Black Man Riddled With Bullets for a Toy Gun

SAN FRANCISCO (CN) — Oakland police say a black man “brandished a firearm” before they riddled him with bullets, but his daughter says in a lawsuit that Richard Perkins was merely tossing away a toy pistol to get rid of it when police killed him without a word of inquiry.
     What’s certain is that Oakland police killed Richard Hester Perkins Jr. at Bancroft and 90th avenues at around 5:30 p.m. on Nov. 15, 2015, after “sideshows” of “automotive stunts” had concluded.
     Perkins’ daughter, TDP, suing through her mother Andrea Dupree, says her father merely “removed an Airsoft toy pistol from his clothes to get rid of it before approaching any closer to the officers.”
     The complaint continues: “As Mr. Perkins was dropping the toy pistol, one of the defendant officers yelled something to the effect of ‘He’s got a gun!’ and without warning, defendants [Joseph] Turner, [Jonathan] Cairo, [Joshua] Bernard, and [Allahno] opened fire on Mr. Perkins, causing at least 15 bullet wounds to his body.”
     Perkins died where he lay, and “all defendants were wearing body cameras but failed to activate their cameras until after decedent was shot,” his daughter says in the complaint.
     TDP, now 15, was 14 years old when her father was killed.
     “”This particular case raises an overarching issue that American police these days are trained to shoot too soon before an immediate threat ever materializes,” her attorney Michael Haddad told Courthouse News. “That’s not the law.”
     Sgt. Turner was a seven-year veteran with the Oakland Police; the other officers were rookies, according to the lawsuit.
     The Oakland City Attorney’s Chief of Staff Alex Katz said Monday he could not comment because the city has not yet been served.
     TDP and her mother claim the defendant city and then-Police Chief Sean Whent encouraged officers to use deadly force as a first line of defense rather than only when faced with an immediate threat of death or serious injury.
     Haddad said in an interview that the Oakland Police Department’s use-of-force policy violates the Supreme Court standard that officers can open fire only when facing an immediate threat. Oakland allows officers to use deadly force when they face an “imminent” threat. Police trainers around the country train officers to do the same, Haddad said.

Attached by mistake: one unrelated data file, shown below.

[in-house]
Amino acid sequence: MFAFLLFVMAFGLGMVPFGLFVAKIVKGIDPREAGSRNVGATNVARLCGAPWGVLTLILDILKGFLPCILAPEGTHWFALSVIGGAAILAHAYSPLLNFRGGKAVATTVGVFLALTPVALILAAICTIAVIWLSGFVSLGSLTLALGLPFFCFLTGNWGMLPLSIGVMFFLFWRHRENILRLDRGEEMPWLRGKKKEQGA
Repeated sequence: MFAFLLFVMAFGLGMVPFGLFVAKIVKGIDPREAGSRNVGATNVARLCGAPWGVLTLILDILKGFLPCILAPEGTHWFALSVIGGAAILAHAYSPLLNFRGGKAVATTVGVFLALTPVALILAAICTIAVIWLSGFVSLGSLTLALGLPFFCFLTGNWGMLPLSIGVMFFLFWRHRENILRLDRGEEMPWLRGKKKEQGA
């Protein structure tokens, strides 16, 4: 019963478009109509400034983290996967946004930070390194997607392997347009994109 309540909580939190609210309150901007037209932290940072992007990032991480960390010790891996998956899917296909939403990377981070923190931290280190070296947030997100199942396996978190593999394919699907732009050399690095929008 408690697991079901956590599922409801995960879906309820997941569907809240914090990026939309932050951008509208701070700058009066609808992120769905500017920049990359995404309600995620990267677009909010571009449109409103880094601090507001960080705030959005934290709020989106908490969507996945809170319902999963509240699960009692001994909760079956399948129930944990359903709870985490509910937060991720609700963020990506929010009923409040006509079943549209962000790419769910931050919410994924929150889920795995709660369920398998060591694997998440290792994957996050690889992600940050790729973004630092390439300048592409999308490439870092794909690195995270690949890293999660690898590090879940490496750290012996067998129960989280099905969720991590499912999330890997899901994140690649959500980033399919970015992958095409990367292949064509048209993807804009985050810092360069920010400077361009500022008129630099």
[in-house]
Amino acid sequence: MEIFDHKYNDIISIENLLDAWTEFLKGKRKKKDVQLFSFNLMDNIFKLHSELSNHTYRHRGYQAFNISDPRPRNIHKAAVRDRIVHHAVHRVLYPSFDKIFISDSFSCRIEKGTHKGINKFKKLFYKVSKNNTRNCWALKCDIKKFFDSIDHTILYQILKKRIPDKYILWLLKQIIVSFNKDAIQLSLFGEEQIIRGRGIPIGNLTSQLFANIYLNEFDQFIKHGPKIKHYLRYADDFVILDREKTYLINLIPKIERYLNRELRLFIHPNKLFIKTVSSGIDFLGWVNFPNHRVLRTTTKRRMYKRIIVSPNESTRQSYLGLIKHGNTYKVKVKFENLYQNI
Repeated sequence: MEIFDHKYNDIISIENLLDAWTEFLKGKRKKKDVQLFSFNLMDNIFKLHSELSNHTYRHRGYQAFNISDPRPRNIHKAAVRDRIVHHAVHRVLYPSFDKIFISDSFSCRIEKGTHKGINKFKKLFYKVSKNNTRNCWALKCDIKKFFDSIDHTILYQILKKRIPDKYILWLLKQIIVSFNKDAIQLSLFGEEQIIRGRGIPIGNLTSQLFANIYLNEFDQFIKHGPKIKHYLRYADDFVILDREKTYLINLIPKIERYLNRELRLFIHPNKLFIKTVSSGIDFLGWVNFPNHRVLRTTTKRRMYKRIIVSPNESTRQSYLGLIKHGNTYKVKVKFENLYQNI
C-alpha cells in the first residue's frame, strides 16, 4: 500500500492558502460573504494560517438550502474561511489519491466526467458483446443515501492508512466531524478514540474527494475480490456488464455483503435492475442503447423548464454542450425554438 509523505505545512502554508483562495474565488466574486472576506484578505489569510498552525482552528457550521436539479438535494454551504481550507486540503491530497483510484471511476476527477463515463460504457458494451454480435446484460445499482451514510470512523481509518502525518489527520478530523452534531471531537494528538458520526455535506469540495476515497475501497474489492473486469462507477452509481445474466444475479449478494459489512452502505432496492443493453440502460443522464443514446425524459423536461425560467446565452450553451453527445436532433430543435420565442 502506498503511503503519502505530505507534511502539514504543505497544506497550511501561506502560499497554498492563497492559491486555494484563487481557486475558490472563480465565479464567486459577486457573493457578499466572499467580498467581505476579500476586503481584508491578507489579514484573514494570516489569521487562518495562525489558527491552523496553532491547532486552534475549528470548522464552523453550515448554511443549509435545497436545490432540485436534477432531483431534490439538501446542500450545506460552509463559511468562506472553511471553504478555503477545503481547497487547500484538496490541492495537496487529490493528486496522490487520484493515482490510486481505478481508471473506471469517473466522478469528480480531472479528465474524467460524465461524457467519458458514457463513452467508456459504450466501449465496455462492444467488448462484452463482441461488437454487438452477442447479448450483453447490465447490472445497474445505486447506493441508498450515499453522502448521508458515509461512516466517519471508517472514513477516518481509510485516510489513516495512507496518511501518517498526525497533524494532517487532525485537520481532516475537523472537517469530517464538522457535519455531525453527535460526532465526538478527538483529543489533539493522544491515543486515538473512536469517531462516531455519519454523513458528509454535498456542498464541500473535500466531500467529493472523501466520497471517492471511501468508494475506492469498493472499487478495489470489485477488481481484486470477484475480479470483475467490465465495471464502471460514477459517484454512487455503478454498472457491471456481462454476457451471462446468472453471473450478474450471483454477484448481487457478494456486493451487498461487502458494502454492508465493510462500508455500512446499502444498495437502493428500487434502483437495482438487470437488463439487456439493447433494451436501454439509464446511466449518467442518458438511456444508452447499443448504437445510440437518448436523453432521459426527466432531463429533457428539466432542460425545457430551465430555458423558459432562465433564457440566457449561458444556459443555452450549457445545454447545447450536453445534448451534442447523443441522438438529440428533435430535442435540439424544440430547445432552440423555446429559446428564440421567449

“That’s legally wrong and morally wrong,” Haddad said. “We expect more when government is going to take a life.”
     TDP also claims the city and its police fail to properly investigate officer-involved shootings and use of excessive force, and to discipline violent officers.
     After an internal investigation, former Police Chief Whent said Perkins had not indicated he was going open fire on the officers, according to the complaint. But CBS News reported five days after the shooting that police claimed Perkins had brandished a gun before he was shot, and only afterward did officers see it was a toy.
     Perkins’ daughter seeks punitive damages for civil rights and constitutional violations, negligence and assault and battery. She also wants the city and its police ordered to stop the constitutional and civil rights violations, properly investigate officer-involved shootings and law enforcement-related deaths, stop withholding information from investigators about officer misconduct, and train officers to use deadly force according to accepted procedures.
     Sean Whent resigned in June. The city burned through four police chiefs in four weeks this summer in a sex scandal involving a teenager who says she had sex with more than two dozen officers. At least one officer killed himself as the scandal unraveled.
     Asked whether a proposal for a new police commission could change the culture of the department, Haddad said it could if it is staffed correctly.
     “Whether the commission is going to be staffed with impartial, knowledgeable, courageous people remains to be seen,” the attorney said. “Because that’s what it’s going to take to really rein in a police department like Oakland, with a long history of lawlessness.”

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